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  9. Thank God your daughter is fine! The Tampa YMCA Lifeguards should be rewarded and applauded for a job well done. Thank you for sharing your story and I hope you continue to do so. I think lots of people have never heard of shallow water blackout and need to know so we can promote a culture of safety around pools.

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  10. In 1968 I was lifeguarding at a pool at a state hospital. I was the occupational therapist with this group of adolescents but also a trained lifeguard. I overheard one of the boys saying he was going to see how long he could hold his breath. Unfortunately he had a seizure, so when I went into the water to tell him to go to the surface he was already passed out. Fortunately he survived with a case of pneumonia afterwards. But it sure taught me a lesson to be extra alert to what you hear the kids say.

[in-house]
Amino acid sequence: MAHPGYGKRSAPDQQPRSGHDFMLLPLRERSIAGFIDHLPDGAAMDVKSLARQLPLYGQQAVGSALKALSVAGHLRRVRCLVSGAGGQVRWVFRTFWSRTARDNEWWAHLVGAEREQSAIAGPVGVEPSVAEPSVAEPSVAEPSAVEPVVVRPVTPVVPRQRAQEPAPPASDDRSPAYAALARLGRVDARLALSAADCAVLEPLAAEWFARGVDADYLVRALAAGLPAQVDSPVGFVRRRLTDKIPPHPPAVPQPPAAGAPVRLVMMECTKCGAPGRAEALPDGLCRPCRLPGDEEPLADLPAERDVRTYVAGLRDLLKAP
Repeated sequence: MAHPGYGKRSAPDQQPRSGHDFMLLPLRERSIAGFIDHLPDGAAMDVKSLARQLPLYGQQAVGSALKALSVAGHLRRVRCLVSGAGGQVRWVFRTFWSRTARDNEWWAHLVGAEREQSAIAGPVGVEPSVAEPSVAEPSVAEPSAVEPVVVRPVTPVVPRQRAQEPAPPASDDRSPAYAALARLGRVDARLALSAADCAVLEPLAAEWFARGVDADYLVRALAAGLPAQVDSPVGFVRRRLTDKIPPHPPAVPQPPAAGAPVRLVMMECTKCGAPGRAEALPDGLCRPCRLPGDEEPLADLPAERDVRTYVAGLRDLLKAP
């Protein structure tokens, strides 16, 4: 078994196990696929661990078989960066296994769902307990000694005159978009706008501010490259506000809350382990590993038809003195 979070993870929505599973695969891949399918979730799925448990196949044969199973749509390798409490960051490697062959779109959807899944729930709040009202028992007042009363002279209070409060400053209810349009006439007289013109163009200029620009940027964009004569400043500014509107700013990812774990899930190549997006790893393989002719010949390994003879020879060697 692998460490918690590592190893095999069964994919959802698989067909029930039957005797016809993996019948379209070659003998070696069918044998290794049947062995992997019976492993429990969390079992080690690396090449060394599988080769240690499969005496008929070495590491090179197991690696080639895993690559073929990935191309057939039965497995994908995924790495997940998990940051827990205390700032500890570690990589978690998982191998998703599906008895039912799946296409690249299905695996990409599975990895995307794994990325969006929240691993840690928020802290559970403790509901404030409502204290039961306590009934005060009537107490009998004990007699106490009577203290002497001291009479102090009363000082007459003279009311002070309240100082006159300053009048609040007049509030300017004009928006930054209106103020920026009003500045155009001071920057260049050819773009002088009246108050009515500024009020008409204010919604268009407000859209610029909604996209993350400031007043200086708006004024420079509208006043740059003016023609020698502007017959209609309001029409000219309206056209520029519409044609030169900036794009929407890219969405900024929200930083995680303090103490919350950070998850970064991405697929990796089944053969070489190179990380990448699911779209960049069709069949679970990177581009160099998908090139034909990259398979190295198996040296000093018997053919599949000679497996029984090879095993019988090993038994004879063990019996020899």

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  11. During training and testing, Navy Seals often black out while swimming under water. It is something they’re aware of and anticipate, and others spring into life saving action on those occasions when it occurs. That’s a whole different level of swimming, though…

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  12. My husband drowned in a pool he had swam in for over 20 years. I can’t imagine losing one of my children, but he was my best friend and I miss him so much!!!

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  13. OMG, how terrifying! So thankful your daughter is going to be okay. I was a competitive swimmer and diver as a kid and never heard of this, thank you for spreading the word.

    Liked by 1 person